FDA Approves NASA-Designed COVID Ventilator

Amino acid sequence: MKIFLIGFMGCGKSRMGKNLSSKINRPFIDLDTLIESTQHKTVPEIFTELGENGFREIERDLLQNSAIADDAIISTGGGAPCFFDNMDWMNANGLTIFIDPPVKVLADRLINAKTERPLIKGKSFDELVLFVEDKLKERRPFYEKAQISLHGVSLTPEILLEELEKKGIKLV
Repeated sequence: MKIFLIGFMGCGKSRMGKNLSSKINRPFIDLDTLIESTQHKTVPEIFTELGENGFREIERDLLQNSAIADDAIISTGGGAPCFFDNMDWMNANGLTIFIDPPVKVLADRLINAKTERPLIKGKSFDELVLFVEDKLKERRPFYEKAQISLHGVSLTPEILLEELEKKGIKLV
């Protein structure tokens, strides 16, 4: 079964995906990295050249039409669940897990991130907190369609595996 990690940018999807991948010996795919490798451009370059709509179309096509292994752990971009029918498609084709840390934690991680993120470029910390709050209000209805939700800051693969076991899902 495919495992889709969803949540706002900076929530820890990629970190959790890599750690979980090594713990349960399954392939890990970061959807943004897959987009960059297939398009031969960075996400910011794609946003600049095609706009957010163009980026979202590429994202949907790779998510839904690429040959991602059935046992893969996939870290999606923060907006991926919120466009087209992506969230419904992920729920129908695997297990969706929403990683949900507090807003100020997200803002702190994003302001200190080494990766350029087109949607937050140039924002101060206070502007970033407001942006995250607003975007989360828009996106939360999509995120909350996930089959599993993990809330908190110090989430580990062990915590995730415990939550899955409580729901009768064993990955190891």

The U.S. space agency NASA has announced a new high-pressure ventilator developed by its engineers and designed specifically to COVID-19 patients has been approved for emergency use by the Food and Drug Administration (FDA). The device, called VITAL — meaning “Ventilator Intervention Technology Accessible Locally” — was designed and built in 37 days by engineers at NASA’s Jet Propulsion Laboratory (JPL) in the city of Pasadena, California. Its designers say it is intended to be used exclusively on COVID-19 patients, freeing up traditional ventilators, which are built for a broad range of medical uses, and the most severe coronavirus cases. In critical cases, the coronavirus damages healthy tissue in the lungs, making it hard for them to deliver oxygen to the blood. Ventilators feed oxygen into the lungs of patients through a tube inserted down the throat. Among those involved in the project, mechatronics engineer Michelle Easter said scientists approached the project in the same way they would build a spacecraft, with an eye towards reliability yet simplicity. NASA says as a result, it is cheaper to build, composed of fewer parts and can be modified for use in field hospitals. The California Institute of Technology, which manages the JPL, is offering a royalty-free license to manufacturers worldwide and is also contacting the commercial medical industry to find manufacturers for the device. Easter says they’ve received interest from potential production partners around the world, not just in the U.S.  

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